Uncover the Power of Current Web Searches
Finding Current Web Searches
There was a time when search engines let people watch current searches as they happen in real time. Unfortunately, this type of search voyeur or search spy site is almost extinct.
Although ascertaining the official reason these pages have vanished on the web, probably one of three explanations will suffice: (1) the real time search information proved to be valuable, so search engines like Google stooped the pages so that they could monetize the results; (2) the real time search information was being abused as commercial interests wrote scripts and search bots that would spam the search engine with their keywords; and (3) the search voyeur pages operated by search engines were not popular enough to warrant continued development.
If you are interested in seeing some real time search results on the web, you still have a few options, but they may not be very satisfying.
InfoTiger has a search voyeur section which shows a selection of current search keywords at any given time. Unfortunately, the results are keyed to searches performed on the InfoTiger search engine which has only a minuscule of internet search traffic. Still, it does return current web searches and may be of value to some people.
Meta search engine DogPile has a “search spy” page that is supposed to display search terms in real time, but it does not seem to be working right now. Plug-ins that work with NetVibes and Google Home Page are available.
Google Realtime Search offers up to the second post from social media outlets, however it is responsive to search terms only. In other words, users can see the latest happenings on line, but only those results that are relevant to a user search. Google Realtime search does not allow visitors to watch unfiltered results as they enter the system.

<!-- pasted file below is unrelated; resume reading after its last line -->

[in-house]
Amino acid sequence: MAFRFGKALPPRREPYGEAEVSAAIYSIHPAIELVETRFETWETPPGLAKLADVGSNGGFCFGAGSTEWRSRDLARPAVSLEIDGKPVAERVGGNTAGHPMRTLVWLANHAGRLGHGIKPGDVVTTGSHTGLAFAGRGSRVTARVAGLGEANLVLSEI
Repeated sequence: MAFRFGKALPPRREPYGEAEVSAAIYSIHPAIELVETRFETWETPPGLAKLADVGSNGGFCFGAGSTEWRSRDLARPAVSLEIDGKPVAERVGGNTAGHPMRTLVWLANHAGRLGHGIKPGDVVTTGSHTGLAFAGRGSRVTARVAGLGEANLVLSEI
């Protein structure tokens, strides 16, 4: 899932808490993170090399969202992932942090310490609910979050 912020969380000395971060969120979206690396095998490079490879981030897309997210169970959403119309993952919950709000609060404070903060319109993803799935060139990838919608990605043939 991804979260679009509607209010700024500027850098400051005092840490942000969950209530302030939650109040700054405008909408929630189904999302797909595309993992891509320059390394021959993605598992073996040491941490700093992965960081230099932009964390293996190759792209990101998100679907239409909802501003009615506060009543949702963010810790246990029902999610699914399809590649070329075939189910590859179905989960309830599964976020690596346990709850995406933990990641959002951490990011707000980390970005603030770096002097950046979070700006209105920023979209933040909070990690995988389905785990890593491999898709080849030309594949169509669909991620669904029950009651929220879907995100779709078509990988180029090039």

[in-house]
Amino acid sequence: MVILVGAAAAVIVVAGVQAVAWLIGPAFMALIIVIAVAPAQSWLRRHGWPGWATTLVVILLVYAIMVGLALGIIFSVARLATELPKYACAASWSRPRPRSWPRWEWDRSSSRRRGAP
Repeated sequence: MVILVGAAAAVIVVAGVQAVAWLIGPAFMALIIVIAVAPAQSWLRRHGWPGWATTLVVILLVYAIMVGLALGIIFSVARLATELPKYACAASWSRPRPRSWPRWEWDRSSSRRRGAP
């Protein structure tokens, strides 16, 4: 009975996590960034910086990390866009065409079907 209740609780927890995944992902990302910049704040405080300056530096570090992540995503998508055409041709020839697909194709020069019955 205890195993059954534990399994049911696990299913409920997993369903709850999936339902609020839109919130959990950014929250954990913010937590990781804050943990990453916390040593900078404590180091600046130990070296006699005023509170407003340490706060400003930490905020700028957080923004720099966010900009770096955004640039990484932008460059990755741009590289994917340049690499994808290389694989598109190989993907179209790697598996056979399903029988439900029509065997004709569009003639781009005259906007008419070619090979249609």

Finding Poplar Web Searches
Google allows people to look at popular web searches at its Google Trends website. At this site, users can see what topics people are searching for and see whether the trends for those searches are increasing or decreasing over time. Another section of Google Trends shows hot searches, meaning actual search terms (rather than topics) that people are entering into the Google search engine.
Another Google service, Insights for Search, is a beta program under development that allows users to search for keyword trends over a certain period of time. The shortest search at Google Insights is 7 days, so it’s not exactly real time, but it does offer tremendous help for people looking for popular web searches.
AOL Search posts hot topics searched for at that search engine, but the feature that showed search terms updated every 12 seconds appears to be no longer operational.
A lot can be gained from search spy pages that show current web searches, but now that the major search engines no longer offer them, the surviving pages are basically worthless because they represent an almost unmeasurable portion of online searches.
Popular web searches also represent important information that can help webmasters, writers and publishers steer their content to match their audiences. Google dominates the web, and while showing trends in searches has the market practically cornered with its Google Trends and Insights platforms.
Google. “Google Trends”, https://www.google.com/trends
“InfoTiger Search Voyeur”, https://www.infotiger.com/voyeur.html?filter=no
“AOL Search Hot Searches”, https://hot.aol.com/
“Dogpile Search Spy”, https://www.dogpile.com/dpwidget/netvibes.htm?_iceurl=true
“Google Realtime Search”,https://www.google.com/realtime
Screenshots provided by writer